Oct 10

Cabinet of Wonders: Diorama

My diorama was for an exhibit about Achille Castiglioni.

Castiglioni was an Italian designer who brought everyday objects into his elegant pieces - whether a tractor seat or a street lamp. My exhibit about Castiglioni would celebrate the source behind some of his most brilliant shapes and designs. 

Thus I would have the tractor seat chair along side a real tractor, 


The streetlamp alongside the famous Arco lamp whose proportions and balance were derived from the street lamp.


The iconic Snoopy alongside the lamp inspired by Snoopy…

A cat (or a fake cat) near the lamp that Castiglioni designed with a cat in mind (it could curl up below the light and enjoy the warmth - (also, a vacuum cleaner could go underneath) - a lamp that would not waste its light on the ground because it is suspended slightly above.


Broadly, the exhibit would address the question of Where Do Good Ideas Come From? And specifically, the designer Achille Castiglioni’s own sources of inspiration and process.

Oct 09

Sensitive Buildings: Romantic Lighting Sensor

Here is the setup:

The LED turns on when the light sensor recognizes your presence nearby but if you actually cover the light sensor the LED will turn all the way off.

Cabinet of Wonders: Frick and Guggenheim


Perhaps the byline for the Frick should be: “even the restrooms are posh”

The museum is in a beautiful old mansion and has preserved much of the original details. It is a warm and welcoming entrance with clear direction and easily navigable spaces in that the whole place is so small that it’s easy to do a lap through and then go back to any rooms that I didn’t explore. 

Some notes from the Frick:




Lots of middle aged people


No kids

Everyone was listening to tours on phones

Dim lighting

Without phone-tours, hard to know anything because very few captions

Beautiful paint on walls - made me think of Heather’s comment about how the Museum of the City of New York’s paint jobs were so messy. 

Friendly guards

No interactive pieces

Easily navigable website for hours, etc. I’d go back to the website to research more about one of the subjects that I had found. 


More people, more kids, festive entrance, strength of architecture both as path and as comfort and structure for experience

Though at first the crowds and guards and coatroom feel overwhelming and annoying, the swirl of movement up feels comforting - a wrap around that is enveloping and warm.

Awkward placement of texts, seats in the circular areas

But some great unexpected vistas, nooks

Made me think a lot about the de Menil concepts of intimacy, unexpected placement of art so that we can see it from below, above, get close to it…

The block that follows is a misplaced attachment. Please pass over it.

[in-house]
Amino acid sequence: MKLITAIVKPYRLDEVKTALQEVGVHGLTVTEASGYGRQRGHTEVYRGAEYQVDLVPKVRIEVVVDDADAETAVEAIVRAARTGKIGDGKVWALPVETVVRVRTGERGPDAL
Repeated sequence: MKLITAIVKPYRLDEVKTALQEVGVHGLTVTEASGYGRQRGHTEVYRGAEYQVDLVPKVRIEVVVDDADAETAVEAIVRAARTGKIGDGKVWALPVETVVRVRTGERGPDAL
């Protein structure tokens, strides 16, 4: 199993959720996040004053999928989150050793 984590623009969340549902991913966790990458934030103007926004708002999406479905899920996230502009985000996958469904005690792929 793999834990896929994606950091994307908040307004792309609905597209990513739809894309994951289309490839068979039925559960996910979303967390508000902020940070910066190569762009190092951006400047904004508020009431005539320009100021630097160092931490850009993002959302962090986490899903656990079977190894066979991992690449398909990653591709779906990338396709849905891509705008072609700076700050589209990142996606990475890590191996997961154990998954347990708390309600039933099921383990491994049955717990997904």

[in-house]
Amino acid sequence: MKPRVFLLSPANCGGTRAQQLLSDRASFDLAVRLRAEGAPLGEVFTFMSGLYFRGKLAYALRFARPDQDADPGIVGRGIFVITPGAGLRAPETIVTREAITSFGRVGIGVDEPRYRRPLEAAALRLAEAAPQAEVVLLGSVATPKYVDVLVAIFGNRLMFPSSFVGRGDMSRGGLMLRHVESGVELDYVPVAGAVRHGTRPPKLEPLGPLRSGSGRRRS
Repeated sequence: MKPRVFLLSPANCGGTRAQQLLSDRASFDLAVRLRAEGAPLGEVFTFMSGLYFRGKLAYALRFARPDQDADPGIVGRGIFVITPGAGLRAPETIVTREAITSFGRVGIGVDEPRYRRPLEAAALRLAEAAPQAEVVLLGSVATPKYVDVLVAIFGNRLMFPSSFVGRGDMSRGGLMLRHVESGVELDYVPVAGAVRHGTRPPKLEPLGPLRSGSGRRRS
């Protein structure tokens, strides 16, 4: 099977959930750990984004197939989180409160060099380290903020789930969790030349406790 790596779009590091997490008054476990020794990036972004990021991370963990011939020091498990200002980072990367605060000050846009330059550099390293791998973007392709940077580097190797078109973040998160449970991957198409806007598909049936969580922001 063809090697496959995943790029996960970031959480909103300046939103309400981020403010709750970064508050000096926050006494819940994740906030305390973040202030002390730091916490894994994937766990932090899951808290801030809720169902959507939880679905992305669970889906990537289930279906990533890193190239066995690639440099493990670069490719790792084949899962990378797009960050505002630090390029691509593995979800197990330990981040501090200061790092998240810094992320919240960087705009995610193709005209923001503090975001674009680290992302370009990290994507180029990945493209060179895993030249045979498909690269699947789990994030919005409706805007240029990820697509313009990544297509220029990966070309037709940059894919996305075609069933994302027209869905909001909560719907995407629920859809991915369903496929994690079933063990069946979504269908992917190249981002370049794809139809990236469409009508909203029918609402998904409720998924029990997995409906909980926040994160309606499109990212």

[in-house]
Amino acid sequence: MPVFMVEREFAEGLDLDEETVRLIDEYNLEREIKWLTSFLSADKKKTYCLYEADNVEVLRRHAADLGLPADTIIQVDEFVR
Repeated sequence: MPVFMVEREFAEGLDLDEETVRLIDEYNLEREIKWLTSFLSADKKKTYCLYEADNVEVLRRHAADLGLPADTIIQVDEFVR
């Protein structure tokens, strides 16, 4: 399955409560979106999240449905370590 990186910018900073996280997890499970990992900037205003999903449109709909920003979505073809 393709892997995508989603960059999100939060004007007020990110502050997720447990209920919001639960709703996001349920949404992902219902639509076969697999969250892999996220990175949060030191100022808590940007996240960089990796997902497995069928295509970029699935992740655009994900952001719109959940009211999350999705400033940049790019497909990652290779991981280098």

Almost no interactives, multimedia

Kandinsky’s amazing colors as contrasted with picasso’s black and white

Easily navigable website and annoyed guards because people kept taking pictures - they would pounce on people from behind as they were snapping a picture.

Sensitive Buildings: Tenant Meeting

We met with three residents of the Columbus Circle building last week.

A couple and a single woman.

All three were passionate about their time in the building - couldn’t say enough good things about it - didn’t have any complaints - 

Some takeaways:

The couple is from the suburbs and moved to the city two years ago. They use the park religiously. 

All three use the terrace a lot - for sun, for relaxation, though they find it windy. The couple enjoys the view of Columbus Circle, the woman looks towards the Upper East Side. 

She has traveled her entire life and loves where she is now. She loves the smell of the fireplace, the neighbors, feels it is a little village in her back elevator area. She is outside taking the sun as much as possible - whether on her balcony or on the terrace. She loves hearing the horse hooves from the carriages outside her window - a jump back in time. 

All three listen to music in their headphones rather than bring speakers that might disturb the others.

In terms of the common area, they wish it were better, cozier, whether for a library or for some Sunday Night football.

When I asked whether any of them had a special hobby, interest, author, artist, pursuit beyond work, the man began speaking about how interested he is in the history of the Circle. This led to each of them discussing the connections they had to the building through old photographs of the area - photographs they had come across in various ways in the past - something that felt serendipitous to all of them. The woman also brought up that the author of The Little Prince lived in the building.